What JW.ORG Says
“Yes. A person can resign from our organization in two ways:
- By formal request. Either orally or in writing, a person can state his decision that he no longer wants to be known as one of Jehovah’s Witnesses.
- By action. A person can take an action that places him outside our worldwide brotherhood. (1 Peter 5:9) For example, he might join another religion and make known his intention to remain part of it.—1 John 2:19.”
While the above is narrowly correct, Watchtower makes it sound as though leaving the organization is a painless process as simple as writing a letter or joining a different church, failing to mention the consequences of “resigning,” or as they would put it, “disassociating.”
Per Jehovah’s Witnesses’ internal manual, Organized to Do Jehovah’s Will:
…if a person who is a Christian chooses to disassociate himself, a brief announcement is made to inform the congregation, stating: “[Name of person] is no longer one of Jehovah’s Witnesses.” Such a person is treated the same way as a disfellowshipped person.Organized to Do Jehovah’s Will pg. 152, par. 33
What does it mean to be “treated the same way as a disfellowshipped person?” In Jehovah’s Witnesses, being disfellowshipped means being shunned by the entire Witness community–not just the congregation, but one’s believing friends and family. (See: Do Jehovah’s Witnesses Break Up Families or Build Them Up?)
Disfellowshipping is a punishment that Watchtower tells its members is only used for unrepentant sinners. According to the Organized book, the purpose is to “expel the unrepentant wrongdoer from the congregation, thus denying him fellowship with Jehovah’s clean people. The bad influence of the wrongdoer is removed from the congregation, thereby safeguarding its moral and spiritual cleanness and protecting its good name.” (od chap. 14 par. 25)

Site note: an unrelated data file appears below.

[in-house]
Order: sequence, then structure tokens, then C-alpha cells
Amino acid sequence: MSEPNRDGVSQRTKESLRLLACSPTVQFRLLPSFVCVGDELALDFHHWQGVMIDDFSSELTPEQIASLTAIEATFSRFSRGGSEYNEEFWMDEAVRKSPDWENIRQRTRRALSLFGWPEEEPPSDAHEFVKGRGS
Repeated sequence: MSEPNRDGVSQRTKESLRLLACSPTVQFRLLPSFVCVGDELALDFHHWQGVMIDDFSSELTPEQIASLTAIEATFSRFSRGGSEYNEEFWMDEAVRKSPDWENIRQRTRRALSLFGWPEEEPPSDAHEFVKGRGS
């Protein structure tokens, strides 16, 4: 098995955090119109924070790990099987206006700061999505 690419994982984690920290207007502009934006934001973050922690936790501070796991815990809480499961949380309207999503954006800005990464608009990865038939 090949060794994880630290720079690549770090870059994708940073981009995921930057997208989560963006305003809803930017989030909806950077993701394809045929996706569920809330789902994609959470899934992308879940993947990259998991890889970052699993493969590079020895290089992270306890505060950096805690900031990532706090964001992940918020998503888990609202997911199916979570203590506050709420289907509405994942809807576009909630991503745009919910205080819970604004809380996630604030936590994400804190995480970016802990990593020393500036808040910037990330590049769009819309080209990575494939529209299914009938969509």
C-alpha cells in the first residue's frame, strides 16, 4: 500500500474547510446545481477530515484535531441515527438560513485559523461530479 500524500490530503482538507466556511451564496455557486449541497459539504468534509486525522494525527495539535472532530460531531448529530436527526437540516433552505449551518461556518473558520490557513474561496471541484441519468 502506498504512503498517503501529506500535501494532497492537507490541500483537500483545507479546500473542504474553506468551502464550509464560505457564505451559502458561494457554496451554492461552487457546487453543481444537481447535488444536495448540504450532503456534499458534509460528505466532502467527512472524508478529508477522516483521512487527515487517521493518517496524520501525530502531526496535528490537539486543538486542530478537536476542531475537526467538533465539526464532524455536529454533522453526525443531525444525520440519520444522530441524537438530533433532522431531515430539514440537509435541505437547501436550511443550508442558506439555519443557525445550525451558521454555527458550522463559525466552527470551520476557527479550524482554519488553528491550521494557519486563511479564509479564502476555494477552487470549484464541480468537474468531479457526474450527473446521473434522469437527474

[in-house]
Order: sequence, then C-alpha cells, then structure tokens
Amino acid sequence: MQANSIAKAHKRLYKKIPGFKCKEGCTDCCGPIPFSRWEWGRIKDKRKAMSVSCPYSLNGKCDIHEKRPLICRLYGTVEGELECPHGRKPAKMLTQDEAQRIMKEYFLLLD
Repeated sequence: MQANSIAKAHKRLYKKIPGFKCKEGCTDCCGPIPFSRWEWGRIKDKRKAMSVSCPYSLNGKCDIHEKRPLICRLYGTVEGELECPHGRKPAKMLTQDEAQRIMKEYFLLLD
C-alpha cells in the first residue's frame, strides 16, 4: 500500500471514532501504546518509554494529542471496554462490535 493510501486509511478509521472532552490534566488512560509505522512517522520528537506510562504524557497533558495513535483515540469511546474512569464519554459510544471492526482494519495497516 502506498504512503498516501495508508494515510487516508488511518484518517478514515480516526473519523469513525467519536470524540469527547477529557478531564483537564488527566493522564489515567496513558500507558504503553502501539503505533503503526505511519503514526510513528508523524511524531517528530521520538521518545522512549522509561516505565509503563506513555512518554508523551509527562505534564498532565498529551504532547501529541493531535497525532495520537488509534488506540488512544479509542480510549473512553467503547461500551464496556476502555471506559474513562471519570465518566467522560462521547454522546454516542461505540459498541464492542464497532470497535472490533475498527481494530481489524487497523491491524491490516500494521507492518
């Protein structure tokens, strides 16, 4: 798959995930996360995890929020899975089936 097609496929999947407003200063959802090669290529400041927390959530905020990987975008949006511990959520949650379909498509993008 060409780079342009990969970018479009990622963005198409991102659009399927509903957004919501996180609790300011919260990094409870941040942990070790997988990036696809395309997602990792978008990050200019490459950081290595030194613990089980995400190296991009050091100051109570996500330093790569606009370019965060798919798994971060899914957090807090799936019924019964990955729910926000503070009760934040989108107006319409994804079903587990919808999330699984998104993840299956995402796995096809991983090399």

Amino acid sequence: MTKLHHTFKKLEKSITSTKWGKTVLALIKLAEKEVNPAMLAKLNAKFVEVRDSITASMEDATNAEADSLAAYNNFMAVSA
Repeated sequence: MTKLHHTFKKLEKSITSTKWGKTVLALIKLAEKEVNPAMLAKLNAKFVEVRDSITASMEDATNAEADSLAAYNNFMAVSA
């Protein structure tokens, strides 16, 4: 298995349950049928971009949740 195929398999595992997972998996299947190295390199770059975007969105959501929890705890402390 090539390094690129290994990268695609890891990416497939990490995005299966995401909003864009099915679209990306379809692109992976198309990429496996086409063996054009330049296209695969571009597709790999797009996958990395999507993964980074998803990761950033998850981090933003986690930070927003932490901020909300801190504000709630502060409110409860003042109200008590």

The May 2015 Study Edition of the Watchtower says of disfellowshipping only that, “If one of Jehovah’s Witnesses who is baptized commits a serious sin and does not repent, he will be disfellowshipped.”
Since the announcement and punishment of a disfellowshipped person is the same for someone who resigns–and since congregants will be forbidden from speaking to the one resigning–members will have no idea if the person has committed adultery, murder, or is simply resigning for conscientious reasons.
In addition, a member can be considered as “disassociated” even if she desires to remain a Jehovah’s Witness. The elder’s manual Shepherd the Flock of God (which is not available to any Jehovah’s Witness who is not an elder) outlines that “willingly and unrepentantly accepting a blood transfusion” as well as “taking a course that violates Christian neutrality” are considered actions that disassociate a person.
To be clear, in practice this means choosing to save one’s life by accepting a blood transfusion or voting in an election can result in a member being shunned.
Clearly, then, resigning from Jehovah’s Witnesses is far from the casual, painless process that JW.ORG would have one believe. Yet the FAQ article goes on to say the following:
…the elders are not authorized to coerce or pressure someone to remain as one of Jehovah’s Witnesses. Each person makes his own choice regarding religion.Can a Person Resign From Being One of Jehovah’s Witnesses? (JW.ORG)
This is patently false. The threat of being shunned by one’s friends and family is inherently coercive and pressurizing, and countless testimonials from former members have shown that Jehovah’s Witnesses elders can be rather ruthless in the pressure they put on inactive, “spiritually weak” or “fading” Jehovah’s Witnesses.
For an excellent resource with examples of this, watch the video series “Fade Interrupted: When the Elders Come Calling,” by YouTuber Lloyd Evans.